But the main point is if a sufficiently robust market exists, someone will fill it. If demand isn't there, those who want to/from Port Vila badly enough will accept connections to make it happen.

      A government-funded international operation consisting of a single 737 is sufficiently wasteful to make a former Alitalia executive blush. There's a point where the price paid to subsidize/attract tourists outstrips the benefit of the cash actually brought in from the tourists.

    3. Hutch Guest

      Over half of tourists to Vanuatu come from Australia. This is a relatively short flight. If you consider Australia and New Zealand, most of their served cities do not have a competitor. This includes Australia's two biggest markets, Sydney and Melbourne.

      If those potential customers, are looking for a pacific holiday, some of those customers may just opt for another island that they can access more easily. We know this through the existence of history...

      Over half of tourists to Vanuatu come from Australia. This is a relatively short flight. If you consider Australia and New Zealand, most of their served cities do not have a competitor. This includes Australia's two biggest markets, Sydney and Melbourne.

      If those potential customers, are looking for a pacific holiday, some of those customers may just opt for another island that they can access more easily. We know this through the existence of history of non-stop flights.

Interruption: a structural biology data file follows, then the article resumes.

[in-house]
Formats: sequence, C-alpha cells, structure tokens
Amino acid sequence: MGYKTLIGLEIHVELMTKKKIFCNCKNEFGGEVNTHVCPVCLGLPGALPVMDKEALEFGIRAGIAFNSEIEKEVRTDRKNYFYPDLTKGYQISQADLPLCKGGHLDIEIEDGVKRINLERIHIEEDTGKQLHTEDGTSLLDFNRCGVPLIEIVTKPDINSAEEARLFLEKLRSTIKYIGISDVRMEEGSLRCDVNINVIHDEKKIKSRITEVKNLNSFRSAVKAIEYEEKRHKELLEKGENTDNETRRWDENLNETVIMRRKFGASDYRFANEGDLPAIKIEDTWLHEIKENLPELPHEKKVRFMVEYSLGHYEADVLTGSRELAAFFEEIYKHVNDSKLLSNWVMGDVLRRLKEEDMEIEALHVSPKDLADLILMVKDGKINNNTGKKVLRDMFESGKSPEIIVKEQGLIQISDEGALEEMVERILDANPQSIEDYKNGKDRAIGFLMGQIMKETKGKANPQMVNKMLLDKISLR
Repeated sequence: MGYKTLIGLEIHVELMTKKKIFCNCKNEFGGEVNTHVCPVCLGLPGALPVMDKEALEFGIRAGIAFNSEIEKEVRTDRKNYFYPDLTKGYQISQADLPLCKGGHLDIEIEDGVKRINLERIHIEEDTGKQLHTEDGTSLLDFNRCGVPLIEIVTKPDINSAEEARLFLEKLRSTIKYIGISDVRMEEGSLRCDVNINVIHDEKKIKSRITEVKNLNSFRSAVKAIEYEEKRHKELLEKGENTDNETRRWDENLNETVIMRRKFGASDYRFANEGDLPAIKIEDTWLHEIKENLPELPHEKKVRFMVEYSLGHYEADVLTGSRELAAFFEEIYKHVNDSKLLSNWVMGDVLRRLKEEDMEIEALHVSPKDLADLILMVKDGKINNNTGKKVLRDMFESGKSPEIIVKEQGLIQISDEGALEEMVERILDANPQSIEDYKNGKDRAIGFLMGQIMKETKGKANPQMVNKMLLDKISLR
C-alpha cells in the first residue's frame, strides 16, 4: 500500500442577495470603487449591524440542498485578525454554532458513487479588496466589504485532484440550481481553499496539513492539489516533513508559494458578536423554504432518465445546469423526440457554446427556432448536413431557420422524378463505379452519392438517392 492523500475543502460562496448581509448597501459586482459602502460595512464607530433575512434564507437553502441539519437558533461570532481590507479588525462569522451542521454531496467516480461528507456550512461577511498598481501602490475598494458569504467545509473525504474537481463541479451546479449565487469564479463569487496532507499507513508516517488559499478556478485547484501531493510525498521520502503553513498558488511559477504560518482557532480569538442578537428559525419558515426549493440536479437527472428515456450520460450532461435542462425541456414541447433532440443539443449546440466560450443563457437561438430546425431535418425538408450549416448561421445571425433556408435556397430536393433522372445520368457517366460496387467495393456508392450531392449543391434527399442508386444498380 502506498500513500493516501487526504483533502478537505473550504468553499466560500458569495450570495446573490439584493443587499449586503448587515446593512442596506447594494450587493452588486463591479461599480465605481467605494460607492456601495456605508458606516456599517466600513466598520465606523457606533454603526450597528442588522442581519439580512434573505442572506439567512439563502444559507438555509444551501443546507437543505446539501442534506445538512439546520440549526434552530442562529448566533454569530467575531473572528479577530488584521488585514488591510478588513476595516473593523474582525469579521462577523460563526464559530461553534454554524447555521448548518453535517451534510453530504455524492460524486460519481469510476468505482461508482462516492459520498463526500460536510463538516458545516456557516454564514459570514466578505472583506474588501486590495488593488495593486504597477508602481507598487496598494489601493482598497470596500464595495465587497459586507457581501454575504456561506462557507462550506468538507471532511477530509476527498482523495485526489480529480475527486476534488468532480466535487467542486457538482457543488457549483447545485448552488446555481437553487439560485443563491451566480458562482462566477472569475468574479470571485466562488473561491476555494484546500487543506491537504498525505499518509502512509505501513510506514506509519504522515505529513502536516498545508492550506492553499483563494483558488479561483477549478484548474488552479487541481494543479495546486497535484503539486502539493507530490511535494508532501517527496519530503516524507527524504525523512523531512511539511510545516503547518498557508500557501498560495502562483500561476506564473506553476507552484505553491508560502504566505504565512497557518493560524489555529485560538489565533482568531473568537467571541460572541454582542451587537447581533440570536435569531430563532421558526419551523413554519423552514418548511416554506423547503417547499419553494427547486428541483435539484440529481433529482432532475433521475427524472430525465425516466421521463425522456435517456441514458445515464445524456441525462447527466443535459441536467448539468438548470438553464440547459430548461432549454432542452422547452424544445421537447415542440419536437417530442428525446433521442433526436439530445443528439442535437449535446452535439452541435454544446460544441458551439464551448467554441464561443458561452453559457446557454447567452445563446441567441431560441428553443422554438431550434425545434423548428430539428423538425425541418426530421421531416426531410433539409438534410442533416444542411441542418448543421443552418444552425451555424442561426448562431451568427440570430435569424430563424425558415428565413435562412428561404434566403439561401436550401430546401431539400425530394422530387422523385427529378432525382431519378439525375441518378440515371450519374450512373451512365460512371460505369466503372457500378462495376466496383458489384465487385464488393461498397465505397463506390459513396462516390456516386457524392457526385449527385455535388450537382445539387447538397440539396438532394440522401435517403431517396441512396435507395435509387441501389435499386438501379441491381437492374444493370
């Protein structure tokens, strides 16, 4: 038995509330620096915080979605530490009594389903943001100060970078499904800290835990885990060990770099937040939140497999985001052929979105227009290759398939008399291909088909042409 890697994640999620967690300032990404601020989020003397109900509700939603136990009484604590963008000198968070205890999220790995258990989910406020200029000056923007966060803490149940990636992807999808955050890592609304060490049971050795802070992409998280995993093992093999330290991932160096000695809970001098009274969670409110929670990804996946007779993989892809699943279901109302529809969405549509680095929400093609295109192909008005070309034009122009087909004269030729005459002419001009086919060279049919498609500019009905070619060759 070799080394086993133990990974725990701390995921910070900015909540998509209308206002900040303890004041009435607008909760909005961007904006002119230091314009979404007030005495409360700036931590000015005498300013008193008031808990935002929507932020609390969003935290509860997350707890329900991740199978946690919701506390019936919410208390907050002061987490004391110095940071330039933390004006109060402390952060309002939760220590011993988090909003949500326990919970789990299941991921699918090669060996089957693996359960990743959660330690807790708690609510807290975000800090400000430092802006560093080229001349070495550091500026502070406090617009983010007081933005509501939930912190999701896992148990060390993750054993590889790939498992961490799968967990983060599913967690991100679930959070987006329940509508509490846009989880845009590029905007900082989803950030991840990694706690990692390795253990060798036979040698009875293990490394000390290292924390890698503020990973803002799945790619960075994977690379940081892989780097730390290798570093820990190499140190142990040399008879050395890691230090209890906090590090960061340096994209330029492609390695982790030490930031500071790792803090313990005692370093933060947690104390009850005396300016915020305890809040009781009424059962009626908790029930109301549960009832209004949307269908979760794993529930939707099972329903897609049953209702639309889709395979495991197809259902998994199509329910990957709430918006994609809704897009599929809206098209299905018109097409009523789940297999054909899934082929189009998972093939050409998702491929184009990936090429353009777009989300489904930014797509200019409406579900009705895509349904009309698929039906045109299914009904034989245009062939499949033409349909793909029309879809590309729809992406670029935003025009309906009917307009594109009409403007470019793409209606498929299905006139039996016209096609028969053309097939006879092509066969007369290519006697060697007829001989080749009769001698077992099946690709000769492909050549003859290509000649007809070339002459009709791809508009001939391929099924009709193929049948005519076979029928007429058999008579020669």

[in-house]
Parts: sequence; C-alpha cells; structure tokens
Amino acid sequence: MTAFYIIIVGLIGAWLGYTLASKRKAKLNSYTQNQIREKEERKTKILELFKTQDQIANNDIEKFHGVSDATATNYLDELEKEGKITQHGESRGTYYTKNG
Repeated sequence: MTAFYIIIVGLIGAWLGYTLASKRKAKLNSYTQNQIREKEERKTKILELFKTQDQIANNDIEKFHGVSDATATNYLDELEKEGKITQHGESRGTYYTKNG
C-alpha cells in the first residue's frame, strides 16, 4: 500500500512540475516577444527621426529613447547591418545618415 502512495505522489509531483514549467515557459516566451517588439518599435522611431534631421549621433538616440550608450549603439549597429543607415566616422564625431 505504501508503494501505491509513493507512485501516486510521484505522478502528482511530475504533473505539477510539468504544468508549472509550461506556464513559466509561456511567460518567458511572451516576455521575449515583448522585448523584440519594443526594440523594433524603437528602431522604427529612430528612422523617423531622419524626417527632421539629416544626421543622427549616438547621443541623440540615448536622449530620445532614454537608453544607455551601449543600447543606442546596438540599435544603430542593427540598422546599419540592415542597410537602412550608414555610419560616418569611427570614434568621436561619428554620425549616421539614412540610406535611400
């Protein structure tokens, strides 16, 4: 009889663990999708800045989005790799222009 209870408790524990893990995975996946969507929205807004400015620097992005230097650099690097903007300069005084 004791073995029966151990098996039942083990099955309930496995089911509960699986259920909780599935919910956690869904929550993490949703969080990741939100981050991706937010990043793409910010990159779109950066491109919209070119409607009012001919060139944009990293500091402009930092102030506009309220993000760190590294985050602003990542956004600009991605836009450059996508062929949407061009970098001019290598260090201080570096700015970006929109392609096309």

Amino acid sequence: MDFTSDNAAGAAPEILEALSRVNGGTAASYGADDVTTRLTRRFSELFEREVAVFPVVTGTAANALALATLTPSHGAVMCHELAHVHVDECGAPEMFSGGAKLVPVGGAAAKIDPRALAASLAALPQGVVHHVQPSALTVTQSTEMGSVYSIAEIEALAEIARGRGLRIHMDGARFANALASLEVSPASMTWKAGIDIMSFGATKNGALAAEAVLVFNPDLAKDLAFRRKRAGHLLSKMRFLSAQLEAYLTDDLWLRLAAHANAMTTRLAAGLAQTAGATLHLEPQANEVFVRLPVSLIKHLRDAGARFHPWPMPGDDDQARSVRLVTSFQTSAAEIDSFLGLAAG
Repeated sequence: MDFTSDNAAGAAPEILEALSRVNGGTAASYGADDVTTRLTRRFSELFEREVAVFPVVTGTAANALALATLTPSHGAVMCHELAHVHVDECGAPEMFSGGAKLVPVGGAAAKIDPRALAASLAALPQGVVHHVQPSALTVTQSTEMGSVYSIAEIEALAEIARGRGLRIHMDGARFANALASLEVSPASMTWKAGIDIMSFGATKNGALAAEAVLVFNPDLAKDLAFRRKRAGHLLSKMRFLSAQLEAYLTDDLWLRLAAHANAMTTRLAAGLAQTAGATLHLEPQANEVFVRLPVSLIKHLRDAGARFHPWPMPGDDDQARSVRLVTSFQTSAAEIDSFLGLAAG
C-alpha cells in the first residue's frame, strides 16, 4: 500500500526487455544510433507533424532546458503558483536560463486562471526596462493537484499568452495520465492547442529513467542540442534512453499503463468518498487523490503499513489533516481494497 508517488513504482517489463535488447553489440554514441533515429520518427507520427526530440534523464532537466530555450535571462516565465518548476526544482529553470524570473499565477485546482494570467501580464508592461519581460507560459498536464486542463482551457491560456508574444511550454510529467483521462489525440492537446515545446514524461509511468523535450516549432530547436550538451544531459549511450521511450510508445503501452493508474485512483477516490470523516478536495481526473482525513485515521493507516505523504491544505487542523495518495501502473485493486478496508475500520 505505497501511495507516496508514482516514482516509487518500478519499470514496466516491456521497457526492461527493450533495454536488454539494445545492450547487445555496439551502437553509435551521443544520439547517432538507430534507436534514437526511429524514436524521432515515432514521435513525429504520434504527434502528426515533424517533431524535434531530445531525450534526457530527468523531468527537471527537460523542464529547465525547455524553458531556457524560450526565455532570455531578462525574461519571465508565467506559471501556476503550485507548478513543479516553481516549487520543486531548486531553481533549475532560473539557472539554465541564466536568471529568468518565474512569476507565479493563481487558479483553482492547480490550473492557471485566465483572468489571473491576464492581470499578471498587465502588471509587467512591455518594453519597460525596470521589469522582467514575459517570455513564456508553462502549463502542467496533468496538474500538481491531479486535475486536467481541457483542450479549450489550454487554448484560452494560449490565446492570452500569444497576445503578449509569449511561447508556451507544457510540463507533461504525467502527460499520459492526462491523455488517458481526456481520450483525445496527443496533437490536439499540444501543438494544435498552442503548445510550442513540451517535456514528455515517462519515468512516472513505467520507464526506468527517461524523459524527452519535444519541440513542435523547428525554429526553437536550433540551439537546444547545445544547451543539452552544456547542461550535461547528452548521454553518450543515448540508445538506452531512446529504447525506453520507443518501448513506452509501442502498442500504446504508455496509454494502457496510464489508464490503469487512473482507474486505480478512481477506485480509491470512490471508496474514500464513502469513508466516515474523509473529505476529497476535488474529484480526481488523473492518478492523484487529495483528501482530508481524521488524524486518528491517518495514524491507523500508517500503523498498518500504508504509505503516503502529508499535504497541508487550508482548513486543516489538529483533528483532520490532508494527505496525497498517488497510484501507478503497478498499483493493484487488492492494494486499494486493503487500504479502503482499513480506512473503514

There comes a point, where small isolated countries, dependent on tourists for their economy, imports and easy access to larger economies (healthcare, education), may need to accept that access is more important, than the relative small cost of an airline or subsidising another carrier where required.

  5. Eskimo Guest

    Government probably will bail them out after screwing their creditors.

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Hutch Guest

Not sure that the best strategy for a tourist market is to force your customers to reach you via a competing tourist market.

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Hutch Guest

Over half of tourists to Vanuatu come from Australia. This is a relatively short flight. If you consider Australia and New Zealand, most of their served cities do not have a competitor. This includes Australia's two biggest markets, Sydney and Melbourne. If those potential customers, are looking for a pacific holiday, some of those customers may just opt for another island that they can access more easily. We know this through the existence of history of non-stop flights. There comes a point, where small isolated countries, dependent on tourists for their economy, imports and easy access to larger economies (healthcare, education), may need to accept that access is more important, than the relative small cost of an airline or subsidising another carrier where required.

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Mick Guest

Vanuatu is a wonderful destination and indeed much more rustic than Fiji. It got recently voted the “happiest nation on earth” (not sure how much to read into those panels). It’s very close to Sydney (3 hrs flight time ish). My sister and her family just spent two weeks there and had to deal with these plane issues (eventually they flew on Fijian and back tracked to Port Vila). I think Qantas code-shares with air Vanuatu but I don’t think they’ve supported customers by putting their own planes on the route.

0